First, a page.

CBO | The 2013 Long-Term Budget Outlook

2013

Some members of Congress think the deficit is no big deal, at least one frequently says Social Security has nothing to do with the deficit. Our attention is diverted from the reality of the situation by any number of things, especially the misleading rhetoric of our politicians.

The fact is we are on a troubling trajectory, an unsustainable path. There are a few ways out of this; trim spending, increase federal revenue or both … take your pick!

Between 2009 and 2012, the federal government recorded the largest budget deficits relative to the size of the economy since 1946, causing federal debt to soar. Federal debt held by the public is now about 73 percent of the economy’s annual output, or gross domestic product (GDP). That percentage is higher than at any point in U.S. history except a brief period around World War II, and it is twice the percentage at the end of 2007. If current laws generally remained in place, federal debt held by the public would decline slightly relative to GDP over the next several years, CBO projects.

After that, however, growing deficits would ultimately push debt back above its current high level. CBO projects that federal debt held by the public would reach 100 percent of GDP in 2038, 25 years from now, even without accounting for the harmful effects that growing debt would have on the economy. Moreover, debt would be on an upward path relative to the size of the economy, a trend that could not be sustained indefinitely.

The economy’s gradual recovery from the 2007–2009 recession, the waning budgetary effects of policies enacted in response to the weak economy, and other changes to tax and spending policies have caused the deficit to shrink this year to its smallest size since 2008: roughly 4 percent of GDP, compared with a peak of almost 10 percent in 2009. If current laws governing taxes and spending were generally unchanged—an assumption that underlies CBO’s 10-year baseline budget projections—the deficit would continue to drop over the next few years, falling to 2 percent of GDP by 2015. As a result, by 2018, federal debt held by the public would decline to 68 percent of GDP.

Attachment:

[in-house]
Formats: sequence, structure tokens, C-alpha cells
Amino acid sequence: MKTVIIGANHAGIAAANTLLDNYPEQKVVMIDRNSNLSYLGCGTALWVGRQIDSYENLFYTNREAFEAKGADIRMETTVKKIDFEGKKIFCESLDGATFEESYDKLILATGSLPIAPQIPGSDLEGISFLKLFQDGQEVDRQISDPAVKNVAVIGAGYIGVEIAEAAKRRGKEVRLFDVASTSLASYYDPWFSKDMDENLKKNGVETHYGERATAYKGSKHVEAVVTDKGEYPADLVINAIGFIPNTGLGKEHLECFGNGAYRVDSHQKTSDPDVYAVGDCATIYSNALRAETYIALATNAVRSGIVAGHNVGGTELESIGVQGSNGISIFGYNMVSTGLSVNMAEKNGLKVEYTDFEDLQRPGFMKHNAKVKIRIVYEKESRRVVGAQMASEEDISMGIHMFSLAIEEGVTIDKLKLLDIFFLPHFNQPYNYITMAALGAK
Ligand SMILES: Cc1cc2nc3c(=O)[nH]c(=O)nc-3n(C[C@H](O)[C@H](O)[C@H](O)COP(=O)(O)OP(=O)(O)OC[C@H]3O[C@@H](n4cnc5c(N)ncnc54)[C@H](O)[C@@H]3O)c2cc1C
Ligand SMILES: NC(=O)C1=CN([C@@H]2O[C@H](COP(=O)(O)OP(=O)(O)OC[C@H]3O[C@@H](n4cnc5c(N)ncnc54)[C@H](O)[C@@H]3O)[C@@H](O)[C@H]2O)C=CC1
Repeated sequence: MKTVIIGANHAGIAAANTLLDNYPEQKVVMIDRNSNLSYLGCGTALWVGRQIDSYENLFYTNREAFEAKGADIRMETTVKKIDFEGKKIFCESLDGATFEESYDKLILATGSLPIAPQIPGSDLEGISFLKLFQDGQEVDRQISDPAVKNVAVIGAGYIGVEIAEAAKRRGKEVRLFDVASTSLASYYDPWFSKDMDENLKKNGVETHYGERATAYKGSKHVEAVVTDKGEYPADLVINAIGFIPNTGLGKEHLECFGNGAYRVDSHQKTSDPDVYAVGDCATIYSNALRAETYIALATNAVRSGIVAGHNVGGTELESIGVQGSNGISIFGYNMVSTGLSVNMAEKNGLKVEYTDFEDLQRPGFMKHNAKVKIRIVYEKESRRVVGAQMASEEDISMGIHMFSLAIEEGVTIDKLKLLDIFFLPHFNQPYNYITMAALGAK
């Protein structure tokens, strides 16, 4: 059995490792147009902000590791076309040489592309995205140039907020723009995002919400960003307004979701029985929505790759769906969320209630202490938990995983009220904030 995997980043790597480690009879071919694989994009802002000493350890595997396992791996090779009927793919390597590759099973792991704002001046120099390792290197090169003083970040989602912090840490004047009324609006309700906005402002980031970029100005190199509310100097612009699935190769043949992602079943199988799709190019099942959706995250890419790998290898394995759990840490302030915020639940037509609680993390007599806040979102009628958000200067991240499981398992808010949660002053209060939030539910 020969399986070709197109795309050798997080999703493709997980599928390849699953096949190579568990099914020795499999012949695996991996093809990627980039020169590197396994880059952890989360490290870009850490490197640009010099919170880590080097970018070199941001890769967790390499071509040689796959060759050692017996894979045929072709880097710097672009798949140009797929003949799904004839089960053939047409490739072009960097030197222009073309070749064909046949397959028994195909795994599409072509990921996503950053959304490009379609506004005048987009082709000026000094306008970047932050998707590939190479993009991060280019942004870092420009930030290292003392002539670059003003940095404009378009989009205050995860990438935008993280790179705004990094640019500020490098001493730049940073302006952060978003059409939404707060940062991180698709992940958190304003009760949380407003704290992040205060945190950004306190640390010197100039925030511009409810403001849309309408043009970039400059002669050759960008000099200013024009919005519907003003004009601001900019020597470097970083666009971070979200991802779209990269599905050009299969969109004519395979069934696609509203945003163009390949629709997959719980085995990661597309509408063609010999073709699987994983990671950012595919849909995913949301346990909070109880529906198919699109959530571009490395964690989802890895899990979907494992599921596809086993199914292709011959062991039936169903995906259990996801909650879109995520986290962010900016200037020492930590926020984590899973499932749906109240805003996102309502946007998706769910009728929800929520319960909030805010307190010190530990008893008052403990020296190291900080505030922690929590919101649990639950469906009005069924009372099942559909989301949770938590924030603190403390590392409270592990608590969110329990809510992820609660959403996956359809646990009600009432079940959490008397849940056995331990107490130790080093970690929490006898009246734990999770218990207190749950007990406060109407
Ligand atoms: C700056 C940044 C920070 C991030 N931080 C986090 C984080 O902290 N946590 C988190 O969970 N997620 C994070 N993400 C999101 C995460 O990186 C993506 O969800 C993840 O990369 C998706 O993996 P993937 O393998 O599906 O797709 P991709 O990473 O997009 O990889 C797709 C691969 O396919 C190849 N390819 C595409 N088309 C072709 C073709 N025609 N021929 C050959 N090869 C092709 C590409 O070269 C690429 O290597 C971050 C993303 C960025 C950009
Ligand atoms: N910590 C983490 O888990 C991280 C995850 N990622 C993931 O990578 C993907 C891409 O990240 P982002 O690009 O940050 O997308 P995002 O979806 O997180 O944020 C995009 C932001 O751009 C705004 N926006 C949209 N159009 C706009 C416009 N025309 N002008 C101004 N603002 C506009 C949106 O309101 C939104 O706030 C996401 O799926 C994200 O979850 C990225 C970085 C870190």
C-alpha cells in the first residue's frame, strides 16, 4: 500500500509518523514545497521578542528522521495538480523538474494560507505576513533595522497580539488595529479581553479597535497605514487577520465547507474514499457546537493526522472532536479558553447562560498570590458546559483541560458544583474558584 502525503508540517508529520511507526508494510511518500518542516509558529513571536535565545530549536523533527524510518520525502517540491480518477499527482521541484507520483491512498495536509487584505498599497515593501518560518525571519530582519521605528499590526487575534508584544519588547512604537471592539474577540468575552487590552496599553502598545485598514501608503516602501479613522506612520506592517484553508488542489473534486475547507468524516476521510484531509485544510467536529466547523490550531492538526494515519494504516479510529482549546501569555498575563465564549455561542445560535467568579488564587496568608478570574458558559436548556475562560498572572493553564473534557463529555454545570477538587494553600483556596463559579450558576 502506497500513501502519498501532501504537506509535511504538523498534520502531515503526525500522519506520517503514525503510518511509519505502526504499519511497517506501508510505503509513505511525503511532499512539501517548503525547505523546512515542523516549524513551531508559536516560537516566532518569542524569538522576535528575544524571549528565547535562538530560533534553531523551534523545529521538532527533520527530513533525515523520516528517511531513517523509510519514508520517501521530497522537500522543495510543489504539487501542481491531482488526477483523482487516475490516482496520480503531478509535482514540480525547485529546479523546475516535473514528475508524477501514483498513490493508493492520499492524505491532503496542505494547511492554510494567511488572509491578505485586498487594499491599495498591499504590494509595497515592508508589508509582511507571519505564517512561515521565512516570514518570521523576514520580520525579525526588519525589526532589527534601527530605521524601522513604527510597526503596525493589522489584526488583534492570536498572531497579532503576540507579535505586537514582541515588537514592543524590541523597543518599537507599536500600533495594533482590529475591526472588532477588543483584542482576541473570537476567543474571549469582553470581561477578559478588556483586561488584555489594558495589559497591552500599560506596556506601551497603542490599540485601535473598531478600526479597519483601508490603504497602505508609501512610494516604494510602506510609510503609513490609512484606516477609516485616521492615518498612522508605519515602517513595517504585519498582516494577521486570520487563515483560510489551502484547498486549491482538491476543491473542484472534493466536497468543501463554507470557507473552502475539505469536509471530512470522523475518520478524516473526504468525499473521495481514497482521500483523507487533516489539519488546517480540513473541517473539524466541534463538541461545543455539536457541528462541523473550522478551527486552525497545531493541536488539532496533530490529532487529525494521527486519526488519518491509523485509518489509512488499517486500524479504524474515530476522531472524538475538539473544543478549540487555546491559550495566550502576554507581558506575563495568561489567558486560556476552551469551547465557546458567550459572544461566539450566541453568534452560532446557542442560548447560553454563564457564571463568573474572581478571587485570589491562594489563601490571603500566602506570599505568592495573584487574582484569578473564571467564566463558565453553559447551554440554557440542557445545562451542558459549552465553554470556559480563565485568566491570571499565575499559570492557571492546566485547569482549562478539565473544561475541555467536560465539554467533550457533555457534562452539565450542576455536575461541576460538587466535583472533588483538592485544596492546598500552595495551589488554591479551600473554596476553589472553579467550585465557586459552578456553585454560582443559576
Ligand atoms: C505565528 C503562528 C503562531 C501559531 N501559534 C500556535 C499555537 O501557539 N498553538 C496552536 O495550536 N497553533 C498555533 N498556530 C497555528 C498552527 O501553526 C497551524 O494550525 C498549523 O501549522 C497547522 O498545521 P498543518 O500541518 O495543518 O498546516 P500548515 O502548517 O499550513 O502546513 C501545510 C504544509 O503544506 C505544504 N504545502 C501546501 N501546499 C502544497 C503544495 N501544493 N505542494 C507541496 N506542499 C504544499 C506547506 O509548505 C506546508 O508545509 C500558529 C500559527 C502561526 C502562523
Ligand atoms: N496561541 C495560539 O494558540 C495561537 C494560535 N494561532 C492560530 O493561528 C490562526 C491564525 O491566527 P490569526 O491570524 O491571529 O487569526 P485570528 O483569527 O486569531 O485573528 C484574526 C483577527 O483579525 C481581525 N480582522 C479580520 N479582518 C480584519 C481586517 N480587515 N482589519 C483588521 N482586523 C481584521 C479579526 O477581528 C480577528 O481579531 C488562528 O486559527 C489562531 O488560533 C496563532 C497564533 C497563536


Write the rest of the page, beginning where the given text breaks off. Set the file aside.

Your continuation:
However, budget deficits would gradually rise again under current law, CBO projects, mainly because of increasing interest costs and growing spending for Social Security and the government’s major health care programs (Medicare, Medicaid, the Children’s Health Insurance Program, and subsidies to be provided through health insurance exchanges).


CBO expects interest rates to rebound in coming years from their current unusually low levels, sharply raising the government’s cost of borrowing. In addition, the pressures of an aging population, rising health care costs, and an expansion of federal subsidies for health insurance would cause spending for some of the largest federal programs to increase relative to GDP. By 2023, CBO projects, the budget deficit would grow to almost 3½ percent of GDP under current law, and federal debt held by the public would equal 71 percent of GDP and would be on an upward trajectory.

via CBO | The 2013 Long-Term Budget Outlook.

3 comments

  1. 1 min ago

    Duke taking away retiree’s coverage????

    These are just a couple of the “DIRTY 30” companies Obama was going to go after, as you can see DUKE ENERGY is one of them!!!!! PG&E Corp by Gary Rivlin, Josh Dzieza PG&E spent even more on lobbying than Verizon: $79 million over three years. It, too, got what it paid for: the company paid an effective tax rate of negative 21 percent on almost $5 billion in domestic profits, getting rebates and credits worth over $1 billion back in taxes. General Electric by Gary Rivlin, Josh Dzieza When it comes to dodging taxes, no company is more skilled than General Electric. As The New York Times reported last year, the company employees 975 tax experts, many of whom used to work for the IRS or the Treasury. From 2008 through 2010, it spent $84 million lobbying Congress. The money was well spent: despite making $10.5 billion in U.S. profits over the three years, GE paid no federal taxes and got $4.7 billion back in rebates. American Electric Power by Gary Rivlin, Josh Dzieza For American Electric Power, spending $28.8 million on lobbying was a worthwhile investment. It paid an effective tax rate of negative 9.2 percent on $5.9 billion in domestic profits. That’s essentially a subsidy of more than $2.6 billion. Duke Energy by Gary Rivlin, Josh Dzieza Duke supplemented its $5.4 billion in profits with $216 million in tax refunds. It spent $17.5 million on lobbying, and also made ample use of offshore tax shelters. The company has 27 subsidiaries in overseas tax havens.

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